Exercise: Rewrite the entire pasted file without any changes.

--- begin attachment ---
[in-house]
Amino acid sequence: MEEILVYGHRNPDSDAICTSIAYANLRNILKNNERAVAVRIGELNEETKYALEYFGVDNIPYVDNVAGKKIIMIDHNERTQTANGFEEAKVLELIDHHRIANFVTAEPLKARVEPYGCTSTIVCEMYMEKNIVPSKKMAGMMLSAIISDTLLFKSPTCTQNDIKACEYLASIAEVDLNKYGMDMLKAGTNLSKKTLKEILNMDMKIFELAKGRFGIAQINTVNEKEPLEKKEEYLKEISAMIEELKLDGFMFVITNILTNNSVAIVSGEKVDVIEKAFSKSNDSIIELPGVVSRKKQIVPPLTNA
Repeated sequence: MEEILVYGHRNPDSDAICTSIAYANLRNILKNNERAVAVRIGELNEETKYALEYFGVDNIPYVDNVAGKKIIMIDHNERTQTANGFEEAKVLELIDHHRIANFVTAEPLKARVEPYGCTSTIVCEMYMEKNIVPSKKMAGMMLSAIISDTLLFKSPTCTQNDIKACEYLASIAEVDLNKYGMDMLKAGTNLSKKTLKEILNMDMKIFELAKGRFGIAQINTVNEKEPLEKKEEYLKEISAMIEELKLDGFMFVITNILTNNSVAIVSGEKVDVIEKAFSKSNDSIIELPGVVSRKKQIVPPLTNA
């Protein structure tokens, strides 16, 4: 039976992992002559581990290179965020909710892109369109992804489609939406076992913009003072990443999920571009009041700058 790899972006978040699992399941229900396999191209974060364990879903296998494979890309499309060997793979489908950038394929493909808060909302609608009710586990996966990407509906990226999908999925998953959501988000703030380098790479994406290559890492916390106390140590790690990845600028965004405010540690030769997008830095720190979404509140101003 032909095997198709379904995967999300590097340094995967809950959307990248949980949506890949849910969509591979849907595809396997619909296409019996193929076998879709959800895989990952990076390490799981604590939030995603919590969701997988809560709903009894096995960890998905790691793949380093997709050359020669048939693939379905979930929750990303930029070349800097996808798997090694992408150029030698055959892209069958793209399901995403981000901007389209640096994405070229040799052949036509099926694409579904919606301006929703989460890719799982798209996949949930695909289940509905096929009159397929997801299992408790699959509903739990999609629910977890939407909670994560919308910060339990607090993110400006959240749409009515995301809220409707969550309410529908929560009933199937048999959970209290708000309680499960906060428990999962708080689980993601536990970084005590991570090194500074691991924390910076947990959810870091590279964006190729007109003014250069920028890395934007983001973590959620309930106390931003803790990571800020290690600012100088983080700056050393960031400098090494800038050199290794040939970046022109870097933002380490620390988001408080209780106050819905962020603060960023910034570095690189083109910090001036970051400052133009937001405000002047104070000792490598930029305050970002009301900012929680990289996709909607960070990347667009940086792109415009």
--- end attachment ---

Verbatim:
[in-house]
Amino acid sequence: MEEILVYGHRNPDSDAICTSIAYANLRNILKNNERAVAVRIGELNEETKYALEYFGVDNIPYVDNVAGKKIIMIDHNERTQTANGFEEAKVLELIDHHRIANFVTAEPLKARVEPYGCTSTIVCEMYMEKNIVPSKKMAGMMLSAIISDTLLFKSPTCTQNDIKACEYLASIAEVDLNKYGMDMLKAGTNLSKKTLKEILNMDMKIFELAKGRFGIAQINTVNEKEPLEKKEEYLKEISAMIEELKLDGFMFVITNILTNNSVAIVSGEKVDVIEKAFSKSNDSIIELPGVVSRKKQIVPPLTNA
Repeated sequence: MEEILVYGHRNPDSDAICTSIAYANLRNILKNNERAVAVRIGELNEETKYALEYFGVDNIPYVDNVAGKKIIMIDHNERTQTANGFEEAKVLELIDHHRIANFVTAEPLKARVEPYGCTSTIVCEMYMEKNIVPSKKMAGMMLSAIISDTLLFKSPTCTQNDIKACEYLASIAEVDLNKYGMDMLKAGTNLSKKTLKEILNMDMKIFELAKGRFGIAQINTVNEKEPLEKKEEYLKEISAMIEELKLDGFMFVITNILTNNSVAIVSGEKVDVIEKAFSKSNDSIIELPGVVSRKKQIVPPLTNA
């Protein structure tokens, strides 16, 4: 039976992992002559581990290179965020909710892109369109992804489609939406076992913009003072990443999920571009009041700058 790899972006978040699992399941229900396999191209974060364990879903296998494979890309499309060997793979489908950038394929493909808060909302609608009710586990996966990407509906990226999908999925998953959501988000703030380098790479994406290559890492916390106390140590790690990845600028965004405010540690030769997008830095720190979404509140101003 032909095997198709379904995967999300590097340094995967809950959307990248949980949506890949849910969509591979849907595809396997619909296409019996193929076998879709959800895989990952990076390490799981604590939030995603919590969701997988809560709903009894096995960890998905790691793949380093997709050359020669048939693939379905979930929750990303930029070349800097996808798997090694992408150029030698055959892209069958793209399901995403981000901007389209640096994405070229040799052949036509099926694409579904919606301006929703989460890719799982798209996949949930695909289940509905096929009159397929997801299992408790699959509903739990999609629910977890939407909670994560919308910060339990607090993110400006959240749409009515995301809220409707969550309410529908929560009933199937048999959970209290708000309680499960906060428990999962708080689980993601536990970084005590991570090194500074691991924390910076947990959810870091590279964006190729007109003014250069920028890395934007983001973590959620309930106390931003803790990571800020290690600012100088983080700056050393960031400098090494800038050199290794040939970046022109870097933002380490620390988001408080209780106050819905962020603060960023910034570095690189083109910090001036970051400052133009937001405000002047104070000792490598930029305050970002009301900012929680990289996709909607960070990347667009940086792109415009």